Shores Council picks firm to plan new cell tower
More than 100 residents of Bermuda Bay hope to convince the Indian River Shores Town Council to locate a much-needed cellular phone tower somewhere other than adjacent to their community.
But for now, the only thing that has been decided is that Datapath Tower is going to spend most of the next year coming up with a plan.
While previous discussions have focused on a smaller “stealth” tower that might look like a flag pole or a palm tree, the Town now is looking at a full-size, 130-foot structure.
A tower of that size would be able to hold the transmission equipment of four different cellular phone providers – AT&T, Verizon, Sprint and T-Mobile.
Each provider needs approximately 12 feet of space for antennas and broadband data equipment, and the companies with the highest placements on such a tower would pay a premium.
A smaller 85-foot tower could only accommodate two of those cell providers.
The option of two smaller towers was also considered, but that would greatly increase the cost of construction and maintenance and would cut into revenues.
Installing a flag pole or fake palm tree apparatus to mask a 130-foot structure, Town officials said, is not practical and might increase the tower’s vulnerability in high winds.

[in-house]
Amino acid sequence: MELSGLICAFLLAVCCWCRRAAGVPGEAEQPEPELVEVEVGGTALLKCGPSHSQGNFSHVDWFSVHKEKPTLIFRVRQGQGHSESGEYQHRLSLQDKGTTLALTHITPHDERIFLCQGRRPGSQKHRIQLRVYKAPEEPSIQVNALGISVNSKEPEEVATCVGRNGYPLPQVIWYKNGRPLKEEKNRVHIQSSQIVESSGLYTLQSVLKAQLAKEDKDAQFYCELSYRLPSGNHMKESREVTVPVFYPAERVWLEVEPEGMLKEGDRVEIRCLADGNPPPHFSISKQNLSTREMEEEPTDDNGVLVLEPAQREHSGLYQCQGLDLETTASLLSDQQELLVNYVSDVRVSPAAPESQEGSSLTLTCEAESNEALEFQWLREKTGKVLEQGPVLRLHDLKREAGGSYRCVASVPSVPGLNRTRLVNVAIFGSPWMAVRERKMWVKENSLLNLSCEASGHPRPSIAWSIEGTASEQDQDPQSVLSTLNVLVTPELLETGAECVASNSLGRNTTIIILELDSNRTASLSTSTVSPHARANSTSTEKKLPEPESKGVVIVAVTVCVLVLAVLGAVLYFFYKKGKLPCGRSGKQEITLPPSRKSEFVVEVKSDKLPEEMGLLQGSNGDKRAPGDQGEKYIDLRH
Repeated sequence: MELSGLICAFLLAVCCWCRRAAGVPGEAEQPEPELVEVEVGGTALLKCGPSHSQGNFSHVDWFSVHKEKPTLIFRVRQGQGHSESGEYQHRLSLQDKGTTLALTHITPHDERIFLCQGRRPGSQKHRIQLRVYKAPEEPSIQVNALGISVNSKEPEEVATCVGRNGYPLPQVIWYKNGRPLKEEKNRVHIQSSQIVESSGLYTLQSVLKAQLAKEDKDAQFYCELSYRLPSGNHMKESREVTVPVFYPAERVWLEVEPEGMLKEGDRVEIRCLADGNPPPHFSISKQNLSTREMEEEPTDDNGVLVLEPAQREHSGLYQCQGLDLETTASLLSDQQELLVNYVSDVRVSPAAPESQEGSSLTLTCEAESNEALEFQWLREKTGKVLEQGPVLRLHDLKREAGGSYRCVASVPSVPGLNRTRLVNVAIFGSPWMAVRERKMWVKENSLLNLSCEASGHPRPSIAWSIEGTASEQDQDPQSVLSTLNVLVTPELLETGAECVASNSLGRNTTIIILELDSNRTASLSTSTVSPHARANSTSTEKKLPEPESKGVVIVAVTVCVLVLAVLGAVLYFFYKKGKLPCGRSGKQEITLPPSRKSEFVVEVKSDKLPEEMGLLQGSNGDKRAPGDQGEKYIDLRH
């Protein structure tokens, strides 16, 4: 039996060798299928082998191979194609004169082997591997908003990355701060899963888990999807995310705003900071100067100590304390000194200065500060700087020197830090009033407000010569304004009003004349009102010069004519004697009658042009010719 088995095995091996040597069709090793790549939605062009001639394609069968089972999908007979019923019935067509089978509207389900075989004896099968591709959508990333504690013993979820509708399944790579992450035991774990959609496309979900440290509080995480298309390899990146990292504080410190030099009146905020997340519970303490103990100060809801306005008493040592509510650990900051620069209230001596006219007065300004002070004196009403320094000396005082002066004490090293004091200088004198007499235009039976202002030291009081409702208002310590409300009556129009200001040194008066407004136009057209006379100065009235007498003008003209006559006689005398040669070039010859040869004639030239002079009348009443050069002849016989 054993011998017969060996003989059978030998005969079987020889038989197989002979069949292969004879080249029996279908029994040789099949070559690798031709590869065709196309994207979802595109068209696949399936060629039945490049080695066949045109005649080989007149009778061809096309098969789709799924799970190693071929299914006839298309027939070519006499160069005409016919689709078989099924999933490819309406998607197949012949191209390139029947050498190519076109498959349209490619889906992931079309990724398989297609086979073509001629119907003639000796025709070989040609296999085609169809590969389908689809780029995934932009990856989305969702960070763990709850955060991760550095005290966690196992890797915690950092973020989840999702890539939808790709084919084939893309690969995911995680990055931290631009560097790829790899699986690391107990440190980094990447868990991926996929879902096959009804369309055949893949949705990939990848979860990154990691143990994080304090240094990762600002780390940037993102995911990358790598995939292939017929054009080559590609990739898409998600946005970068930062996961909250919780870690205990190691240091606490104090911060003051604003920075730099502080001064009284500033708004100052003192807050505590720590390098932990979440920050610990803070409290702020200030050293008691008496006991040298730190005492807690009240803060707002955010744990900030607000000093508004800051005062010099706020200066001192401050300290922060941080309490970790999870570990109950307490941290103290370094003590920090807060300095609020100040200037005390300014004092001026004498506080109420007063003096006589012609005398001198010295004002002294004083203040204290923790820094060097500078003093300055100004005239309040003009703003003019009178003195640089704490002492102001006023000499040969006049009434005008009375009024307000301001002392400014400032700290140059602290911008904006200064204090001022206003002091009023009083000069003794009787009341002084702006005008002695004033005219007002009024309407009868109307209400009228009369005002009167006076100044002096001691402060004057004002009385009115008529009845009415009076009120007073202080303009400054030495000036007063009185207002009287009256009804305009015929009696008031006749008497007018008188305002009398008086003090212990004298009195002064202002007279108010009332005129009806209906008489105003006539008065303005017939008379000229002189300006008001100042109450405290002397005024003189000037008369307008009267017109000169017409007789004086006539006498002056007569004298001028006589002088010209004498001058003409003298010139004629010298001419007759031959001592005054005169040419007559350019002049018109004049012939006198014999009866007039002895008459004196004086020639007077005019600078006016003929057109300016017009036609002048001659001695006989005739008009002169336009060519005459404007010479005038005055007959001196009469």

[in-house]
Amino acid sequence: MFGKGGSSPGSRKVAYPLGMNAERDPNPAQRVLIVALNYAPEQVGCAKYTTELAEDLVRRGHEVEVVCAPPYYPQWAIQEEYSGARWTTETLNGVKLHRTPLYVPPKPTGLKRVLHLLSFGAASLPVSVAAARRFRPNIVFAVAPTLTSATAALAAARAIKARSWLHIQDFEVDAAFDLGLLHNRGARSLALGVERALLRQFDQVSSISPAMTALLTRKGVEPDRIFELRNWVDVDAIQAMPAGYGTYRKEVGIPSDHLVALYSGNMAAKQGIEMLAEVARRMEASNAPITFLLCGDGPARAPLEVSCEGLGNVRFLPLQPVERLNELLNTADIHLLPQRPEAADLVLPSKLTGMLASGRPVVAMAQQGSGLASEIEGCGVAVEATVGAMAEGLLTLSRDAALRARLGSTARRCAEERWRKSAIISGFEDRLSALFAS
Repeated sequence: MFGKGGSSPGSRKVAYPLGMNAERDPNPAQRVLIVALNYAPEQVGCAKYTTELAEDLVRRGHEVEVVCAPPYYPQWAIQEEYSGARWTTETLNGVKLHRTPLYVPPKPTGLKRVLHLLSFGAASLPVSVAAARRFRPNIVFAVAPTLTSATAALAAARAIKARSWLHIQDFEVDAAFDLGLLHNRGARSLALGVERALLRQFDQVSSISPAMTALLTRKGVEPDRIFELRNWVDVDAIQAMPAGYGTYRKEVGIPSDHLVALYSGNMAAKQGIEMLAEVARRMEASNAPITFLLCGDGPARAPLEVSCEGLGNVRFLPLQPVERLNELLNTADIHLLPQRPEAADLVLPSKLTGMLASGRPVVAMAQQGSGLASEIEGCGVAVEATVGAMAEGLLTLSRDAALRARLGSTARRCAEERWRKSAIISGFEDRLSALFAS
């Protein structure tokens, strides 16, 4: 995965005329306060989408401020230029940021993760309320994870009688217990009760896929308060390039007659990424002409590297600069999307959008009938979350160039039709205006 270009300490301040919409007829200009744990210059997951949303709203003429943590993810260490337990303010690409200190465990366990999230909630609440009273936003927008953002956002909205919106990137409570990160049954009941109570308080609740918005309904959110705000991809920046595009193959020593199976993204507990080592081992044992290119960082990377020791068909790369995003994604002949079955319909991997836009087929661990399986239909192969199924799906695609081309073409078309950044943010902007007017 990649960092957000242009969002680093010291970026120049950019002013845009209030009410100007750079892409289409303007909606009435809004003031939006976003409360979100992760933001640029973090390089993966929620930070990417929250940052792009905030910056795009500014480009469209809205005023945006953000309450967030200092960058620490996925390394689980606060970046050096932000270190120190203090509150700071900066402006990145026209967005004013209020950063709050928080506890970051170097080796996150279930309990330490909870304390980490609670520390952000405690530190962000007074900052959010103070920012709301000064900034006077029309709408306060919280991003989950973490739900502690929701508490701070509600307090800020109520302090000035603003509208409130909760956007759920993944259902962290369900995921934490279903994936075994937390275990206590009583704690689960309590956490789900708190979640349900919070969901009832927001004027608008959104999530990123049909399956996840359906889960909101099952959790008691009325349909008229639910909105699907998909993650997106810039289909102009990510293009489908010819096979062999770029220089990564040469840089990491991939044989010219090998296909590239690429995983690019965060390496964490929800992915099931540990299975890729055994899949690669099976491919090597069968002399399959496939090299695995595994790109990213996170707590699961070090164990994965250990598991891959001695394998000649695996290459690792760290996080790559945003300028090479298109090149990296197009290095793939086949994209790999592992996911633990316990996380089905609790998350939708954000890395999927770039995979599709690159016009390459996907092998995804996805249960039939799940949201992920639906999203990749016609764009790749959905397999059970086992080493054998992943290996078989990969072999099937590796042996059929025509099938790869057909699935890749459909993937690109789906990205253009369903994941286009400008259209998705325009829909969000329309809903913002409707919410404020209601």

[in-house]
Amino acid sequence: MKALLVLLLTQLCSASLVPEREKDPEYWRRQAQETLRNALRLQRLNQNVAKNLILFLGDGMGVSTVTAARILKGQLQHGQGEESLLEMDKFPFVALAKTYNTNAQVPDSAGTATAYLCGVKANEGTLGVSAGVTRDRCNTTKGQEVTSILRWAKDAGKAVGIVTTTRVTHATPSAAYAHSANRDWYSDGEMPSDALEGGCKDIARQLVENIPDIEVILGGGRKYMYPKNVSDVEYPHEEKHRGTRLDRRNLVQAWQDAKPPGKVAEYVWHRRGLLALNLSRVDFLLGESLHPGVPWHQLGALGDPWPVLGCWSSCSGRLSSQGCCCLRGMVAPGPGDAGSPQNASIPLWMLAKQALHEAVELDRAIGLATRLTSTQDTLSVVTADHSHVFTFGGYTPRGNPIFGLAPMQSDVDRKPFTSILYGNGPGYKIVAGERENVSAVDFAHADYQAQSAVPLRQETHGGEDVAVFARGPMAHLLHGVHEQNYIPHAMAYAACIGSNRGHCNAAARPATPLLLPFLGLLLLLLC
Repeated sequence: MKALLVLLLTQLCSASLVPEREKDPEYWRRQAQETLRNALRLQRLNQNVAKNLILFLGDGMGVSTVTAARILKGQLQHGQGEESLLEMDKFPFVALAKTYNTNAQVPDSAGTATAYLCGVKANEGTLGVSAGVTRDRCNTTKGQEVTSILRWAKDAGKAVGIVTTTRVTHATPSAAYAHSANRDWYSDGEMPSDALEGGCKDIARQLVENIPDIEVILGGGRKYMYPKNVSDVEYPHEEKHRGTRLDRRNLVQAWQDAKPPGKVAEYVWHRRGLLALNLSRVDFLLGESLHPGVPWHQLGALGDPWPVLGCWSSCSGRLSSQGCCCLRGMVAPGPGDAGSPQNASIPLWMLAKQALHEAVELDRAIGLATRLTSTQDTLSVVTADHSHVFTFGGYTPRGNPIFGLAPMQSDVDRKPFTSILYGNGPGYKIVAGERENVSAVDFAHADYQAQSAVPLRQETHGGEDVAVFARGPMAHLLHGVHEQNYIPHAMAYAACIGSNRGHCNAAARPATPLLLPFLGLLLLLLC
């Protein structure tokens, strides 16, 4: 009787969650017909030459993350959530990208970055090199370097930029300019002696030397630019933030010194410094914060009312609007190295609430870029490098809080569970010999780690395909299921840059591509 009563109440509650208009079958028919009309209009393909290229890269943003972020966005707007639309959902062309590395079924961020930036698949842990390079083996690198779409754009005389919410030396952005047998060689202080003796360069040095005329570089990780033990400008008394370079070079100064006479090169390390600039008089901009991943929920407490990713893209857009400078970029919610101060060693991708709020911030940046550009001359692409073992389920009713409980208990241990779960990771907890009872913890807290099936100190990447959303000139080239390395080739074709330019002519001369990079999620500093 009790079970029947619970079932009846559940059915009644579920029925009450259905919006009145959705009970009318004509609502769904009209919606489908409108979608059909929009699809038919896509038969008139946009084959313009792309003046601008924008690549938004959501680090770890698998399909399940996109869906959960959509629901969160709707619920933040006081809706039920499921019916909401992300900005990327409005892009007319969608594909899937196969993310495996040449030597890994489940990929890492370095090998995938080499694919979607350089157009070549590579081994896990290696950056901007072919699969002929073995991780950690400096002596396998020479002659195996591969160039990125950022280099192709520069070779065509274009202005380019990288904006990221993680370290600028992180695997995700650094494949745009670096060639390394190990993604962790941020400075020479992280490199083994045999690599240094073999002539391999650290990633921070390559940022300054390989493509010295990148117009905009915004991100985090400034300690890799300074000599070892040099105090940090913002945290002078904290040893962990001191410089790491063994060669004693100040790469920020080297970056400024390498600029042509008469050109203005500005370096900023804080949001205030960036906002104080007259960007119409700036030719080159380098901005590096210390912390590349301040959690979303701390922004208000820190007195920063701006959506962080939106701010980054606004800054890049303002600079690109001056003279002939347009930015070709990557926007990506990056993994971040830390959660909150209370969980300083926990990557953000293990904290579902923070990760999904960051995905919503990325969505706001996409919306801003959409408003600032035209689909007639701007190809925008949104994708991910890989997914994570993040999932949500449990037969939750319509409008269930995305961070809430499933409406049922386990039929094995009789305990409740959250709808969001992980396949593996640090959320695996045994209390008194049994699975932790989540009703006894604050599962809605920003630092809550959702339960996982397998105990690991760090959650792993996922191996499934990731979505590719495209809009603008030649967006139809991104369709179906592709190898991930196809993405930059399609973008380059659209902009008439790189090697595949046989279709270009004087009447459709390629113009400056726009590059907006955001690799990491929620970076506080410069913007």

Town Manager Robbie Stabe noted that tower plans are still in the very early stages. “We’re not even there yet,” he said of any concrete recommendations, other than choosing the company the Town will be dealing with.
Stabe said it will take eight months to a year to finalize a plan.
He said that public would be kept informed and afforded ample opportunity to ask questions and to voice concerns or support for the tower project.
“All the specificity ends up going to the Planning, Zoning and Variance Board,” Stabe said, adding that only if and when the plan passes the scrutiny of that board would it come back to the council.
“When people start showing up here in October, November we want to be in a position to answer questions,” Mayor Brian Barefoot said.
The Town Council a year ago seemed inclined to favor a location at the west end of the Town Hall and Public Safety Complex property, but adjoining Bermuda Bay residents urged the Council to shift the placement of the tower to a spot near Vero’s electric substation at the end of Fred Tuerk Drive.
While many think the spot near the substation is ideal, objections have been raised by influential residents who live along the riverfront in John’s Island.
After analysis by the Town’s Finance Commission, the Shores rejected any idea that the town would permit, construct and own the tower. Chairman Bob Auwaerter said the risk was too much for the town to bear.
“The other option is that the vendor would put the cell tower up, would take the risk of permitting and construction and the vendor would pay use a site fee as well as a share of the gross cell carrier rentals,” he said.
Datapath Tower is headquartered in St. Petersburg, and Stabe said the company provided many more references on Florida projects than the other finalist, Vertex, and that gave him a greater comfort level with the choice.